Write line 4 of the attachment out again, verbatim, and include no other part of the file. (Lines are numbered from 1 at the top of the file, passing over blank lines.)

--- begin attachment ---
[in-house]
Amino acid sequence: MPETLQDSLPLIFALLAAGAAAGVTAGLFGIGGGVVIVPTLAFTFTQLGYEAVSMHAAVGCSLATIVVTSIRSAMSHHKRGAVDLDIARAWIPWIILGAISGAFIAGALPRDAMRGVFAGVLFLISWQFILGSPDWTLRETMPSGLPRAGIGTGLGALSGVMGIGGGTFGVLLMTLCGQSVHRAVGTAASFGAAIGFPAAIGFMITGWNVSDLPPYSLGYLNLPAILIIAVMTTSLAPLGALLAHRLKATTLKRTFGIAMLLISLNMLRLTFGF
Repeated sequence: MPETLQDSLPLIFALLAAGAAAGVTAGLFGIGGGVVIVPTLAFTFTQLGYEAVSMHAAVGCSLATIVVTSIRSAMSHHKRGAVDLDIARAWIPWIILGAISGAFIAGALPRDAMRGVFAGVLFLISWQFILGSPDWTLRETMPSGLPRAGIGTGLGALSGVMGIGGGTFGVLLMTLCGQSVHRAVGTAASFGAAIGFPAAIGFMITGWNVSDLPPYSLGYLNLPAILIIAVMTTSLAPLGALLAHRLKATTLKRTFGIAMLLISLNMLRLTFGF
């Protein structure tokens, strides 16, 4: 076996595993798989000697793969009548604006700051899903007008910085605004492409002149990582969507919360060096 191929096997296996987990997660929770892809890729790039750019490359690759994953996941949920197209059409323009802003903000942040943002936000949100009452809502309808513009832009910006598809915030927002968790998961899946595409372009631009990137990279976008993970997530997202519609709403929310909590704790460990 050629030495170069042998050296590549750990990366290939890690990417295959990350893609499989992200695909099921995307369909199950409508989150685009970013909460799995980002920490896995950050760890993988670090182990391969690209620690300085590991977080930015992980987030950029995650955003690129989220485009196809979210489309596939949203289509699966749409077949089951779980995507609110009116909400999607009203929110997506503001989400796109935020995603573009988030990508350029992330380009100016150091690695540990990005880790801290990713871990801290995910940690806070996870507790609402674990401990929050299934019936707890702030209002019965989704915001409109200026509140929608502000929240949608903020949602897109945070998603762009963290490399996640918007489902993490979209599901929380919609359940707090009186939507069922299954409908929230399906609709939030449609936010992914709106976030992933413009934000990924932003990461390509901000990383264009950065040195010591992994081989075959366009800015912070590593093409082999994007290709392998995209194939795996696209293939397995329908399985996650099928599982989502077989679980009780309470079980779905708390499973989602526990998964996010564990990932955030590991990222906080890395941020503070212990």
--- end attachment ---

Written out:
């Protein structure tokens, strides 16, 4: 076996595993798989000697793969009548604006700051899903007008910085605004492409002149990582969507919360060096 191929096997296996987990997660929770892809890729790039750019490359690759994953996941949920197209059409323009802003903000942040943002936000949100009452809502309808513009832009910006598809915030927002968790998961899946595409372009631009990137990279976008993970997530997202519609709403929310909590704790460990 050629030495170069042998050296590549750990990366290939890690990417295959990350893609499989992200695909099921995307369909199950409508989150685009970013909460799995980002920490896995950050760890993988670090182990391969690209620690300085590991977080930015992980987030950029995650955003690129989220485009196809979210489309596939949203289509699966749409077949089951779980995507609110009116909400999607009203929110997506503001989400796109935020995603573009988030990508350029992330380009100016150091690695540990990005880790801290990713871990801290995910940690806070996870507790609402674990401990929050299934019936707890702030209002019965989704915001409109200026509140929608502000929240949608903020949602897109945070998603762009963290490399996640918007489902993490979209599901929380919609359940707090009186939507069922299954409908929230399906609709939030449609936010992914709106976030992933413009934000990924932003990461390509901000990383264009950065040195010591992994081989075959366009800015912070590593093409082999994007290709392998995209194939795996696209293939397995329908399985996650099928599982989502077989679980009780309470079980779905708390499973989602526990998964996010564990990932955030590991990222906080890395941020503070212990």